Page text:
Restrictions on Photographers

Discussion in 'Photographic Discussions' started by DoctorQ9, Jul 24, 2008.

  1. DoctorQ9

    DoctorQ9 TPF Noob!

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    I am finding more and more family attractions are becoming "photographer unfriendly". I recently heard about the Monterey Bay Aquarium's policy against both tripod and monopod use, so I emailed their Press Office. They took the time to respond to me:

    "
    Thank you for your inquiry. There are three reasons we prohibit the use of tripods and monopods:

    1)Visitor safety. I agree monopods are easier to control than tripods, but we can’t make exceptions for monopods for the following two reasons.
    2)Visitor access to exhibits. We’ve found that photographers using monopods and tripods often take up a prime spot in front of an exhibit and stay there a long time, regardless of how many people are around. We’re trying to be fair to the other visitors.
    3)Proprietary issues. We prohibit private sales of images of our exhibits and animals, especially as stock images. We state on the visitor maps that people are welcome to take photos for their private use, but any commercial photography must be licensed and falls under location fees. With the advancement of digital cameras and camcorders, we are finding more and more people selling images taken here – a private business that receives no public funds – without a license. We find these regularly and contact the sites to remove the images, and take further action if needed. We’re a non-profit organization, and feel strongly that any sales of images should benefit our education and conservation research programs – whether they’re taken by our photographers or outside photographers under contract."


    And I completely understand their position. So my question is: how can we adapt so that photographers are welcomed into these establishments?
     
  2. Seefutlung

    Seefutlung TPF Noob!

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    ahhhh ... how about not taking a tri or mono pod into the facility ...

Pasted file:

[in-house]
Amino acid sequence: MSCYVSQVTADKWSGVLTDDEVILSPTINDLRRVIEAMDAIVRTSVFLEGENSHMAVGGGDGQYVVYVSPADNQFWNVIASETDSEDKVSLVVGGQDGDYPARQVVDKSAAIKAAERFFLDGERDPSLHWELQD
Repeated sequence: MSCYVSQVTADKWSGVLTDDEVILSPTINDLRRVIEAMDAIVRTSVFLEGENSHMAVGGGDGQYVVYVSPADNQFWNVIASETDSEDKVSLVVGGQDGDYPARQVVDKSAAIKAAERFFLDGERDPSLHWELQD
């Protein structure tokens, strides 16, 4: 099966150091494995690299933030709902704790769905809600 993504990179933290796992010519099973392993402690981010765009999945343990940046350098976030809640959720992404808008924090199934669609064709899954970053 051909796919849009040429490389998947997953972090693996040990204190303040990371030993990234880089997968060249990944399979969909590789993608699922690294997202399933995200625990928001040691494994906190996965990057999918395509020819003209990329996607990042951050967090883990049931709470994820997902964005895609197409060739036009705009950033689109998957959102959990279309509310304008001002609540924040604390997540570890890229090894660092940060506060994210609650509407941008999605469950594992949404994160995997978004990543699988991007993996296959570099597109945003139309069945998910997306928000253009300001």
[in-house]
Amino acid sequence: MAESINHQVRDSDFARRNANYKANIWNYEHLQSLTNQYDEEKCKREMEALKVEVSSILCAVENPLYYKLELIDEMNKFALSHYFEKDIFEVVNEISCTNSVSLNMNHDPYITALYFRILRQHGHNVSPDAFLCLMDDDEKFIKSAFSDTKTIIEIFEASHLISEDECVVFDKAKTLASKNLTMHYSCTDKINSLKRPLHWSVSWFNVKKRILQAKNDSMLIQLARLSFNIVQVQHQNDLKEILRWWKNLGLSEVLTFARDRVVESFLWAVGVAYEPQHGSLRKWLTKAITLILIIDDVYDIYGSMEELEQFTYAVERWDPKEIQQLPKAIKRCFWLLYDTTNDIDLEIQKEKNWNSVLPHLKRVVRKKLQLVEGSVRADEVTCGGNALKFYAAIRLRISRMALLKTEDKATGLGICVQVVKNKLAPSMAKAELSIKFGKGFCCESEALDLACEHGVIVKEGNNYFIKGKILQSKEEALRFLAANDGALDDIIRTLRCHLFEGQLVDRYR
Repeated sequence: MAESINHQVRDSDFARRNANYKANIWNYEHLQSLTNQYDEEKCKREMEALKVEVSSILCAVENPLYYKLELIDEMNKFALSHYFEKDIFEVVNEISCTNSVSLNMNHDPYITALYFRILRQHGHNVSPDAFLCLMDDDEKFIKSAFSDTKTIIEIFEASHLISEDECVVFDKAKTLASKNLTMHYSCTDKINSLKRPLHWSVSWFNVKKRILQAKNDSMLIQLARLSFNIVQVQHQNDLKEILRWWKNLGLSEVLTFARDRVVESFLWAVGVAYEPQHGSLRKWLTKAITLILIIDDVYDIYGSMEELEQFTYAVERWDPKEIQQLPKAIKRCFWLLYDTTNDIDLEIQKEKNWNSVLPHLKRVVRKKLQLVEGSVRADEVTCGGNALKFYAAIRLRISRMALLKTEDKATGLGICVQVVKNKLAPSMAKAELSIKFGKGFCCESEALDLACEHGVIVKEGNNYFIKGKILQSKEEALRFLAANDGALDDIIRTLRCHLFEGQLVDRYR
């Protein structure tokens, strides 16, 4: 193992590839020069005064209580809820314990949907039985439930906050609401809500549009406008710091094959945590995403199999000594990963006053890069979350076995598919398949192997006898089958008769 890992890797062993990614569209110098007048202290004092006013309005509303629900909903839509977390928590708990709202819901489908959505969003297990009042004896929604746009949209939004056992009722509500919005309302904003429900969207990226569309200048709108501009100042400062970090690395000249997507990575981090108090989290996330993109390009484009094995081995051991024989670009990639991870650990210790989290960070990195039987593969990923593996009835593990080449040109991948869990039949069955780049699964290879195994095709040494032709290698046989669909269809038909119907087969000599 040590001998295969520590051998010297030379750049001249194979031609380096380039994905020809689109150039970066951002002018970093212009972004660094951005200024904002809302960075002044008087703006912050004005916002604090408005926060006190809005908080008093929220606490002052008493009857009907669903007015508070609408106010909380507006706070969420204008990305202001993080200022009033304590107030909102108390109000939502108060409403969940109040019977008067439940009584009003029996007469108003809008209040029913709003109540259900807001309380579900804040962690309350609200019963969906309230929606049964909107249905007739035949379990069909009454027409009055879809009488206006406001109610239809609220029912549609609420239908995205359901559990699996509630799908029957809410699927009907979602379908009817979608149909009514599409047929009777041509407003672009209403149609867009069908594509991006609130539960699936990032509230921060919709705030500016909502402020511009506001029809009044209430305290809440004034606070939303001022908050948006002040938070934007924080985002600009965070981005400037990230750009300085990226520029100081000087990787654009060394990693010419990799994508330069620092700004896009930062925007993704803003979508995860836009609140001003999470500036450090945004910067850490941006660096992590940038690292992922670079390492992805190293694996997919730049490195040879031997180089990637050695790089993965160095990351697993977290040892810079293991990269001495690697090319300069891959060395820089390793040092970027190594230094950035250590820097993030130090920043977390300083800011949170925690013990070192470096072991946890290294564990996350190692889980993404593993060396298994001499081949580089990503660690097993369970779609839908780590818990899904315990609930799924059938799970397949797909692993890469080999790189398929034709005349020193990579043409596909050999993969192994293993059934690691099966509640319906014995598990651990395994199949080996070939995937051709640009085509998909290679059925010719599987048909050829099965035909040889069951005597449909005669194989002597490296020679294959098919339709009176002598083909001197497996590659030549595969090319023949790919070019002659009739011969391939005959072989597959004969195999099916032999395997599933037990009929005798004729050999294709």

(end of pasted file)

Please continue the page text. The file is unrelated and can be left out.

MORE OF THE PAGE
Gary
     
  3. usayit

    usayit No longer a newbie, moving up!

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    Yep. the obvious answer is as Seefutlung pointed out... don't take a monopod or tripod. Its private property so the facility has every right. Think of it as this way... they COULD HAVE made it completely photographer unfriendly by not allow cameras all together. So in a way, they are being flexible.

    May I suggest a $1 monopod instead (string/tripod socket trick).
     
  4. Joves

    Joves No longer a newbie, moving up!

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    Use higher ISOs indoors because, some places dont allow flashes either.
     
  5. Garbz

    Garbz No longer a newbie, moving up!

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    And VR lenses. Yeah that's the ticket. But wait then you have a shiny big SLR camera, and depending on how pedantic the place is they may pull the old "we don't allow professional cameras here" trick.
     
  6. prodigy2k7

    prodigy2k7 No longer a newbie, moving up!

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    Id be like this isn't a professional camera, its only entry level :p
     
  7. craig

    craig TPF Noob!

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    The answer is simple. Talk with these people and obtain permission. Explain your situation and what you want out of it. They may be able to accommodate you after hours. They may tell you no way. In either case; by being responsible and going through the proper channels you begin to give photographers a good name.

    Love & Bass
     
  8. usayit

    usayit No longer a newbie, moving up!

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    I think the OP already went that route via an email to the Press Office.
     
  9. rmh159

    rmh159 TPF Noob!

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    I would also think if you wanted to take photos it'd be advisable to go on a weekday and take the pics during non-peak times when the crowds are small. If you're not disrupting anyone they might be a little more lenient.
     
  10. Village Idiot

    Village Idiot No longer a newbie, moving up!

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    Some places offer permits.

    I have no problem with establishments trying to ban tripods. Monopods aren't so bad. It's just that they can take up a lot of space and if you get a person that's shooting, they could be sitting infront of some aquarium exhibit for half and hour, blocking foot traffic and posing a potential safety risk.

    They restrict tripod use in DC on sidewalks and pathways and any place around the monuments that would be a potential danger to people. Plus sometimes it's rude to breakout a tripod.
     
  11. speed_dmon

    speed_dmon TPF Noob!

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    I understand their case. I was at the L.A. Zoo a few months back (yes Los Angeles has a zoo) and witnessed photographers impeding the egress of the gorilla exhibit. There were several there setup with tripods and their telephoto lenses just waiting, it didn't bother me much but I can see how some patrons to the establishment can get a bit bothered.
     
  12. usayit

    usayit No longer a newbie, moving up!

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    The same for certain parts of NYC.
     

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